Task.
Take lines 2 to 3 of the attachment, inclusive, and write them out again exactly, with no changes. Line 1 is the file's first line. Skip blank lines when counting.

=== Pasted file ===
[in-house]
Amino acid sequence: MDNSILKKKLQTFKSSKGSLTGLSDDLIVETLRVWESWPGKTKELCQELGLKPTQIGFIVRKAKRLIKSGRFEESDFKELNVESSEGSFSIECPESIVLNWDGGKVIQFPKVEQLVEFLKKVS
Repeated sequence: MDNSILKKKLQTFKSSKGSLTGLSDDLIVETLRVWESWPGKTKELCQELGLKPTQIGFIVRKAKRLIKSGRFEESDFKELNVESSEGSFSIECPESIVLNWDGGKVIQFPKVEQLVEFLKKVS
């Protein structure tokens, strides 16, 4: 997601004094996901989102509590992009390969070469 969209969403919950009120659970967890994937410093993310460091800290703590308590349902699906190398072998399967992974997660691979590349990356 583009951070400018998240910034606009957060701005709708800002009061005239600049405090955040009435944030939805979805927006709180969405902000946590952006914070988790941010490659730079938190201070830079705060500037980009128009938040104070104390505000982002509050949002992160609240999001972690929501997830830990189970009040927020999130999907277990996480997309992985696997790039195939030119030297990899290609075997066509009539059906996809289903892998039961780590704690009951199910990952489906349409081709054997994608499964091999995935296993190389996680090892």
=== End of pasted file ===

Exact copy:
Amino acid sequence: MDNSILKKKLQTFKSSKGSLTGLSDDLIVETLRVWESWPGKTKELCQELGLKPTQIGFIVRKAKRLIKSGRFEESDFKELNVESSEGSFSIECPESIVLNWDGGKVIQFPKVEQLVEFLKKVS
Repeated sequence: MDNSILKKKLQTFKSSKGSLTGLSDDLIVETLRVWESWPGKTKELCQELGLKPTQIGFIVRKAKRLIKSGRFEESDFKELNVESSEGSFSIECPESIVLNWDGGKVIQFPKVEQLVEFLKKVS